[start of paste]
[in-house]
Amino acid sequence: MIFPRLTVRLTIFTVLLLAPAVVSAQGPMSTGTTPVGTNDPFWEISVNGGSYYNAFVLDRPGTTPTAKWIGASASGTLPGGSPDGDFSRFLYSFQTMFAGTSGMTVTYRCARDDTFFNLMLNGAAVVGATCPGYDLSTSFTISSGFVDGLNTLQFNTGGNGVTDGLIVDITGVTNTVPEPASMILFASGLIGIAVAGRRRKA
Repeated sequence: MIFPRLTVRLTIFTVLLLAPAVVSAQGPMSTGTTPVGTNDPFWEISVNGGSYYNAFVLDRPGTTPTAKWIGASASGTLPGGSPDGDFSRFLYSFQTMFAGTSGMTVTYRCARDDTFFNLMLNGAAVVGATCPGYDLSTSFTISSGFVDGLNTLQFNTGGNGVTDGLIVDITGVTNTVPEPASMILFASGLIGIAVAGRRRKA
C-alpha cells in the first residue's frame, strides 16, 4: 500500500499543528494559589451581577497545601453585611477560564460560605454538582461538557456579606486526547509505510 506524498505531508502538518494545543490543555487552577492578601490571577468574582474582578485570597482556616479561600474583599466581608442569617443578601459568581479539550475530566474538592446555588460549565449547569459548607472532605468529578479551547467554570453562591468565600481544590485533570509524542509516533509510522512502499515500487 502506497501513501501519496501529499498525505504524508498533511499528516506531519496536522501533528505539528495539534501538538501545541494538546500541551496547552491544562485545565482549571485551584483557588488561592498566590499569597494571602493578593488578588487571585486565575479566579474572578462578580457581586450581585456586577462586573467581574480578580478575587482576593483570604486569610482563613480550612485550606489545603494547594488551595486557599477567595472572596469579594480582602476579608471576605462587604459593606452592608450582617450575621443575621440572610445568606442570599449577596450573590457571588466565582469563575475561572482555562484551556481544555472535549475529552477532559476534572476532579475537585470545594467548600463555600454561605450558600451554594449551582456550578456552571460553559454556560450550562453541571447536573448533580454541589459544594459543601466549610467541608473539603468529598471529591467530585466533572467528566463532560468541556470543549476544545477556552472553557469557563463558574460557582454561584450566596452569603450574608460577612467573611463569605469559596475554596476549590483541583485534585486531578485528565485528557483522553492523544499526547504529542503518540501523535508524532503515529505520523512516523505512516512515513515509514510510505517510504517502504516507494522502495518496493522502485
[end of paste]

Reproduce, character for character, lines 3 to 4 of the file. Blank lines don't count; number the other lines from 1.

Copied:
Repeated sequence: MIFPRLTVRLTIFTVLLLAPAVVSAQGPMSTGTTPVGTNDPFWEISVNGGSYYNAFVLDRPGTTPTAKWIGASASGTLPGGSPDGDFSRFLYSFQTMFAGTSGMTVTYRCARDDTFFNLMLNGAAVVGATCPGYDLSTSFTISSGFVDGLNTLQFNTGGNGVTDGLIVDITGVTNTVPEPASMILFASGLIGIAVAGRRRKA
C-alpha cells in the first residue's frame, strides 16, 4: 500500500499543528494559589451581577497545601453585611477560564460560605454538582461538557456579606486526547509505510 506524498505531508502538518494545543490543555487552577492578601490571577468574582474582578485570597482556616479561600474583599466581608442569617443578601459568581479539550475530566474538592446555588460549565449547569459548607472532605468529578479551547467554570453562591468565600481544590485533570509524542509516533509510522512502499515500487 502506497501513501501519496501529499498525505504524508498533511499528516506531519496536522501533528505539528495539534501538538501545541494538546500541551496547552491544562485545565482549571485551584483557588488561592498566590499569597494571602493578593488578588487571585486565575479566579474572578462578580457581586450581585456586577462586573467581574480578580478575587482576593483570604486569610482563613480550612485550606489545603494547594488551595486557599477567595472572596469579594480582602476579608471576605462587604459593606452592608450582617450575621443575621440572610445568606442570599449577596450573590457571588466565582469563575475561572482555562484551556481544555472535549475529552477532559476534572476532579475537585470545594467548600463555600454561605450558600451554594449551582456550578456552571460553559454556560450550562453541571447536573448533580454541589459544594459543601466549610467541608473539603468529598471529591467530585466533572467528566463532560468541556470543549476544545477556552472553557469557563463558574460557582454561584450566596452569603450574608460577612467573611463569605469559596475554596476549590483541583485534585486531578485528565485528557483522553492523544499526547504529542503518540501523535508524532503515529505520523512516523505512516512515513515509514510510505517510504517502504516507494522502495518496493522502485